Capacity-to-serve models align business plans and team career plans by focusing on each team member’s increasing capacity to collaborate on delivering client value while growing client satisfaction.

Fundamentally, capacity-to-serve models are capacity-to-care models.

The future of comprehensive financial advice depends on increasing an advisory team’s ability to deliver impactful and valuable care without the historically high dependency demands upon crucial roles.


I could have done better back in my 1989 workshops in two ways.

Firstly, by not focusing as much on the costs as a basis for pricing, but by helping the advisers better understand and grow their confidence linking their pricing and the value experienced by their clients.

Secondly, back in 1989, like today, advisers enjoyed more demand than they could supply. In these marketplaces, while cost control is important, it is not as important as capacity control.

Capacity-to-serve models provide the tools to link team careers and overall business plans, to reduce dependencies while building client loyalty, and cultivate cross-functional teamwork rather than build competing silos of talent.

Cost-to-serve models have a small part to play in ad hoc reviews of specific teams or clients when price committees need a deeper dive into non-performing teams or client pricing precedents need updating.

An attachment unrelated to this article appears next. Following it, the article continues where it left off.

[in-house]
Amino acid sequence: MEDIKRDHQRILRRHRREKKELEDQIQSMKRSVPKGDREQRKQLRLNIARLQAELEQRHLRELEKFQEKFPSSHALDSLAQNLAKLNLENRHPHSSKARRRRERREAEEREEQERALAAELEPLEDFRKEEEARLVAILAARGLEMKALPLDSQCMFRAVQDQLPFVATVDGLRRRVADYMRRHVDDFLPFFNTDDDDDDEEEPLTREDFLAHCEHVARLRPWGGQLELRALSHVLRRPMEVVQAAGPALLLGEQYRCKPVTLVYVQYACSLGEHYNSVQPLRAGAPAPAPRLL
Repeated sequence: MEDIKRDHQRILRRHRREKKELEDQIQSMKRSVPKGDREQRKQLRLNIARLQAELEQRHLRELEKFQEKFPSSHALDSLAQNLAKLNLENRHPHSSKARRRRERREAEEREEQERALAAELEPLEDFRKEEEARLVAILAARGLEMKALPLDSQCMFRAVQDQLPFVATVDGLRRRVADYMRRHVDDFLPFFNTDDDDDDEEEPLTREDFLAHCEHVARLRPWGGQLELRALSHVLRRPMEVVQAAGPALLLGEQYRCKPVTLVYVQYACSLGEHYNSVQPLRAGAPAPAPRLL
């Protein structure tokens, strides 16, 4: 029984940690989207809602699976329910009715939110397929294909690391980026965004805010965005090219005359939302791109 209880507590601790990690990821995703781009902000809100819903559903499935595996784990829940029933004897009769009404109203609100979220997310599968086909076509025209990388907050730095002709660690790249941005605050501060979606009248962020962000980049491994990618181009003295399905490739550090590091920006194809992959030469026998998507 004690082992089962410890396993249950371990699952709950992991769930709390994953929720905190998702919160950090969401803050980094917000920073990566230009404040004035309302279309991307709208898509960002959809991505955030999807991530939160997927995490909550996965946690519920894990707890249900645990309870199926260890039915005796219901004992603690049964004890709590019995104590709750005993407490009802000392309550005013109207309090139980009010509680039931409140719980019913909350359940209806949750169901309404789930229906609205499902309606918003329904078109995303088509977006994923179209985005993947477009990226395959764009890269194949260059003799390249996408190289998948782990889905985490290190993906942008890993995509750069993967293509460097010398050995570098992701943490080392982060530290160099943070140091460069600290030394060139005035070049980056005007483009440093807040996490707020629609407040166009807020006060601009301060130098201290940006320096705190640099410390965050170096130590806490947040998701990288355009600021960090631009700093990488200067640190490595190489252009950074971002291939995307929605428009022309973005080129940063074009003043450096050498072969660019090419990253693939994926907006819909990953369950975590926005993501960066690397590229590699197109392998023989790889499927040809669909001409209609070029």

As a strategic planning tool, however, cost-to-serve models offer a thin defence against advisory teams’ growth challenges.

The battle ahead for an advisory team isn’t growth.

It is profitability.

As the fintech giants strip today’s product margins in their quest to dominate the monetary value marketplace, financial advisory teams need the right tools to profitably serve clients seeking valuable financial care for the consequences that matter to them.

What do you reckon?





Photo credit: shutterstock_2175393405



For over 30 years, Jim has influenced, coached, and consulted financial advisory firms across Australia. He founded a training firm, Certainty Advice Group, to coach, skill and build advisory firms delivering comprehensive, unconflicted advice with fees priced purely on client value. He has grown a solid and collaborative community of advisory firms aligned to his firm’s comprehensive advice model – Certainty Advice – Australia’s only Certification Mark accredited by ACCC and IP Australia for impartial financial advice. He presents at conferences, has judged professional advice awards, written industry white papers, chaired practice management curriculums for tertiary institutions, and authored four books on financial advice – his latest – What Price Value – was released in March 2022.